Ron Paul, Grass Farming, and Global Warming An Open Letter to Those Concerned With Global Warming

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Many people
within the libertarian community are skeptical about the science
behind global warming. I happen to think the threat of global warming
is of uncertain magnitude but of real concern. Most people who share
my concern are eager for the government to step in and regulate
carbon emissions, and for this reason find it difficult to bring
themselves to support Ron Paul's presidential campaign, fearing
that a Paul administration would stand back and do nothing to combat
global warming.

But this is
hardly the case. In fact, a Paul presidency would be a great asset
to anyone concerned about global warming. This may seem counter-intuitive
at first, but Ron Paul is the one candidate who offers a serious
promise to stop the governmental policies that threaten to wipe
out our most important solution to the problem — grass-farming.

Atmospheric
levels of carbon dioxide can be reduced in two ways: the amount
of carbon dioxide released into the atmosphere can be reduced, and
the amount of carbon dioxide sequestered from the atmosphere in
oceans, soils, plant and animal life, and other "carbon sinks"
can be increased. Reducing carbon emissions only slows the rate
of increase in atmospheric CO2 while increasing carbon
sequestration causes reductions in atmospheric CO2 that
take effect immediately.

According to
the organization Carbon
Farmers of America
(CFA), the most promising method of carbon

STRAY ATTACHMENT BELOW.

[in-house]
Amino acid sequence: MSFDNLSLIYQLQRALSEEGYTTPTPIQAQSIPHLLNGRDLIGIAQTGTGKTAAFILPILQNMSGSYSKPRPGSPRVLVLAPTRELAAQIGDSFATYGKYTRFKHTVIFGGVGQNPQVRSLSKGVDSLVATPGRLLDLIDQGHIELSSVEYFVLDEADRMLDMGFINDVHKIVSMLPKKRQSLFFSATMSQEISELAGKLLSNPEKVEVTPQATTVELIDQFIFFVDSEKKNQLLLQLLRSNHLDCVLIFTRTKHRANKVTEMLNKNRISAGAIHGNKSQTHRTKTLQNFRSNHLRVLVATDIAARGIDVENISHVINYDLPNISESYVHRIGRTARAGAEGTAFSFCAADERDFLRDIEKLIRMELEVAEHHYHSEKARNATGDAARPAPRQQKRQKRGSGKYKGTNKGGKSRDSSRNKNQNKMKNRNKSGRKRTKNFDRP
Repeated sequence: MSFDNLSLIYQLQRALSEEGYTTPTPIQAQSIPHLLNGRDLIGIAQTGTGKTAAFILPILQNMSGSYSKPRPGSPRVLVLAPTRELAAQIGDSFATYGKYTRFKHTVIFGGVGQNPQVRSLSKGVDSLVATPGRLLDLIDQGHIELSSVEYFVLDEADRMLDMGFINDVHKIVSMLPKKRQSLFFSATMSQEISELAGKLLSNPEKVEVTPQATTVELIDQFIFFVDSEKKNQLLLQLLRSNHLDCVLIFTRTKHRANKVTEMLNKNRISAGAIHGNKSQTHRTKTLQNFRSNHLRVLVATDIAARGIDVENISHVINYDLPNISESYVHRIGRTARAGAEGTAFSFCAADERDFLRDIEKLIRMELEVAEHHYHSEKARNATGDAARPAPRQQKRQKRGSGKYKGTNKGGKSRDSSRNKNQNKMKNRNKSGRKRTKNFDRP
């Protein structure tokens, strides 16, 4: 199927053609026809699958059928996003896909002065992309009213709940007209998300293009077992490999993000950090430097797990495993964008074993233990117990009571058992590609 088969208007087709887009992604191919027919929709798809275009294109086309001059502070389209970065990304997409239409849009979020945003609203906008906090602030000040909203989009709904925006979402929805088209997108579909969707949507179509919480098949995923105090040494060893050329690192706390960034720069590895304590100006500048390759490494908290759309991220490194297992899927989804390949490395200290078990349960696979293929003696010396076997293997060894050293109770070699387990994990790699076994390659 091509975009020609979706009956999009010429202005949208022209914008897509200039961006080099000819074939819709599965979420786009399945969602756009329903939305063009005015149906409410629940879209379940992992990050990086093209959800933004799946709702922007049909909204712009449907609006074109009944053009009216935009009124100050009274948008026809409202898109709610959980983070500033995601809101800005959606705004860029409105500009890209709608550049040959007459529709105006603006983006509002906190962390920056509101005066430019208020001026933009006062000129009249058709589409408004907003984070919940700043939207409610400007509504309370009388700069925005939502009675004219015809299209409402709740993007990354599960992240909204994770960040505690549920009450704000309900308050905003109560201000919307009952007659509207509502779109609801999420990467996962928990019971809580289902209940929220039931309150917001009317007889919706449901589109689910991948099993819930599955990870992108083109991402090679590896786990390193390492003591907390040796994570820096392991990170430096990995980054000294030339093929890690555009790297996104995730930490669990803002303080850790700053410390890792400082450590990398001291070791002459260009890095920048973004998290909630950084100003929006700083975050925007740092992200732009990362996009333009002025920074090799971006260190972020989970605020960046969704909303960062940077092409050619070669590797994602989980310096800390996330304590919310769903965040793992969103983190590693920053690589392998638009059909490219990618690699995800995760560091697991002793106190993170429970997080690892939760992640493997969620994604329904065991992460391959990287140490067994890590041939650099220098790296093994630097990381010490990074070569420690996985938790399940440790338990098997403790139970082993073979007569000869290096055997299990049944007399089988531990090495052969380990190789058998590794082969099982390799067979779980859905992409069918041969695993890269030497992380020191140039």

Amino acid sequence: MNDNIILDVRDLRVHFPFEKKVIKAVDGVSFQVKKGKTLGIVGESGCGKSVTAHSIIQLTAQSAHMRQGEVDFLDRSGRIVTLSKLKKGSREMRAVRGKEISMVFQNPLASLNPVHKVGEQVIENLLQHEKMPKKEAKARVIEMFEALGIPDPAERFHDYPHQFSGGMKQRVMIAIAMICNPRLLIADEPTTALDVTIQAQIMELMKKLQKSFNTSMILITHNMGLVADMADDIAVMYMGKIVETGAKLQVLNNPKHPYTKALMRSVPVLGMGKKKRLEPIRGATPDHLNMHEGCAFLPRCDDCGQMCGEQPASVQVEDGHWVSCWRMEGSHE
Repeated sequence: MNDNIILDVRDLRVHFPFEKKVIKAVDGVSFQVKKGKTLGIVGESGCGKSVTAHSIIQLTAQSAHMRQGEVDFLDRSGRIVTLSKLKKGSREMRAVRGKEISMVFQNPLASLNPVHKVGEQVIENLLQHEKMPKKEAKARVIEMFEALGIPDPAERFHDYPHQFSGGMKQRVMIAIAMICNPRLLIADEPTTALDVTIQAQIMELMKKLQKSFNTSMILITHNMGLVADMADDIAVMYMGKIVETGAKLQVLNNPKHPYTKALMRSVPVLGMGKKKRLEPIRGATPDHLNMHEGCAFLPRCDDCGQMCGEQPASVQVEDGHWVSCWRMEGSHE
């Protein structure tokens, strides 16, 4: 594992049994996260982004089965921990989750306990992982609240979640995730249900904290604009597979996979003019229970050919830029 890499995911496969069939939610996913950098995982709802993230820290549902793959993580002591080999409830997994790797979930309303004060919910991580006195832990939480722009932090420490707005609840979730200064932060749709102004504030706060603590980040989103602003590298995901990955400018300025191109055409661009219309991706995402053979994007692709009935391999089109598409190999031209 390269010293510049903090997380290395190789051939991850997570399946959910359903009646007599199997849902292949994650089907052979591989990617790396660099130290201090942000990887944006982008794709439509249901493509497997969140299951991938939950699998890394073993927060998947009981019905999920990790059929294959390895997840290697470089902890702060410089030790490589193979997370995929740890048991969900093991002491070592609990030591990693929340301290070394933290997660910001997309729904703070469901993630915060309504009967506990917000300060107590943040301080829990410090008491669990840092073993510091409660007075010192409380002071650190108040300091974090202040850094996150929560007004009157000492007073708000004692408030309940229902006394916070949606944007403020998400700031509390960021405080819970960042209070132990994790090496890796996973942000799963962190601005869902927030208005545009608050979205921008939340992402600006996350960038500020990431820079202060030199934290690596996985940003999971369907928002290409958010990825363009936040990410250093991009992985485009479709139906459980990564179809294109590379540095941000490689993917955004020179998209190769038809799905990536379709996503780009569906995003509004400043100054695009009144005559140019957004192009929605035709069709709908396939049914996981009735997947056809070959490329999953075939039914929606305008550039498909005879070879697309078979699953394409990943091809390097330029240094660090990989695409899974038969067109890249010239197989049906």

sequestration and thus the most immediate and effective solution
to global warming is to increase topsoil formation with pasture-based
farming
.

According to
CFA, the amount of topsoil lost in the Great Plains over the last
150 years can sequester the same amount of carbon that has been
released into the atmosphere by human industry since the Industrial
Revolution. By restoring the same amount of topsoil, we could reduce
atmospheric CO2 to pre-industrial levels. On a global
scale, we could achieve the same result by merely increasing the
level of topsoil by 1.6%!

CFA promotes
the ideas of P.A. Yeomans, who discovered over fifty years ago that
the combination of grazing livestock on pasture and a process of
mechanically aerating soil between grazing and irrigation called
"subsoiling" could lead to astounding rates of topsoil
formation. When practiced correctly, CFA claims that 18 to 24 inches
of topsoil can be formed by these methods in just three years.

CFA's innovative
solution to provide an incentive for topsoil formation involves
no government regulation. It pays farmers $19 for every ton of carbon
dioxide they sequester into each half-ton of soil organic matter.
This is financed by selling $25 "carbon sinks" to environmentally
conscious consumers who wish to offset their own carbon consumption
or contribute even more. An additional $5 is spent on training and
educating farmers about the necessary procedures and $1 is spent
on administrative expenses.

Other organizations
such as the Weston A. Price
Foundation
promote grass-based farming because of the superior
nutritional value
of the foods it produces. EatWild.Com
promotes it for its benefits to animals,
farmers, and the
environment
as well. Consumer pressure based on these concerns provides an additional
incentive for farmers to turn to grass-farming.

Where does
Ron Paul fit into all of this? Without a Ron Paul presidency, grass-farming
might not have a future in this country.

As discussed
in the documentary The
Future of Food
, American corn is actually sold at well below
the price it costs to produce it because of government subsidies.
This distortion of the market is one of the factors that make confinement
operations profitable and enable them to overpower pasture-based
operations — but this has been going on for a long time.

As the president
of the American Grassfed Association has pointed
out
, the USDA's proposed standards for the coming "grass-fed"
label would allow confinement operations to be labeled accordingly